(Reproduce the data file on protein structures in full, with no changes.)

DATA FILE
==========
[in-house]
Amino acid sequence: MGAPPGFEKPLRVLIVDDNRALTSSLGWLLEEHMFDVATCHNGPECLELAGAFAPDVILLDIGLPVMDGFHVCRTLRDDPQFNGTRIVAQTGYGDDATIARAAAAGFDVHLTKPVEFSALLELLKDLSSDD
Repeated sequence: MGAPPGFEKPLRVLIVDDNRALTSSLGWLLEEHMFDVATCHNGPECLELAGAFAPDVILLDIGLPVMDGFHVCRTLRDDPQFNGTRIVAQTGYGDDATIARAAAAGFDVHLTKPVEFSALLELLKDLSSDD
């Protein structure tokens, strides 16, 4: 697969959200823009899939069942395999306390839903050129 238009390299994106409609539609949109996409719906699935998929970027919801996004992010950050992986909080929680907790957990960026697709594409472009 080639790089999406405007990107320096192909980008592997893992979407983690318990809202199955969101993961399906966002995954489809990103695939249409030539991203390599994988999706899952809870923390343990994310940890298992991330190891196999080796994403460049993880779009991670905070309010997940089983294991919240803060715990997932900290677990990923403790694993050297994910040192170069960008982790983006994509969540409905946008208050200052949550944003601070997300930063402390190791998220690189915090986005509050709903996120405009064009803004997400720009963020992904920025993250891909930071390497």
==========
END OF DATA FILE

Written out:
[in-house]
Amino acid sequence: MGAPPGFEKPLRVLIVDDNRALTSSLGWLLEEHMFDVATCHNGPECLELAGAFAPDVILLDIGLPVMDGFHVCRTLRDDPQFNGTRIVAQTGYGDDATIARAAAAGFDVHLTKPVEFSALLELLKDLSSDD
Repeated sequence: MGAPPGFEKPLRVLIVDDNRALTSSLGWLLEEHMFDVATCHNGPECLELAGAFAPDVILLDIGLPVMDGFHVCRTLRDDPQFNGTRIVAQTGYGDDATIARAAAAGFDVHLTKPVEFSALLELLKDLSSDD
């Protein structure tokens, strides 16, 4: 697969959200823009899939069942395999306390839903050129 238009390299994106409609539609949109996409719906699935998929970027919801996004992010950050992986909080929680907790957990960026697709594409472009 080639790089999406405007990107320096192909980008592997893992979407983690318990809202199955969101993961399906966002995954489809990103695939249409030539991203390599994988999706899952809870923390343990994310940890298992991330190891196999080796994403460049993880779009991670905070309010997940089983294991919240803060715990997932900290677990990923403790694993050297994910040192170069960008982790983006994509969540409905946008208050200052949550944003601070997300930063402390190791998220690189915090986005509050709903996120405009064009803004997400720009963020992904920025993250891909930071390497």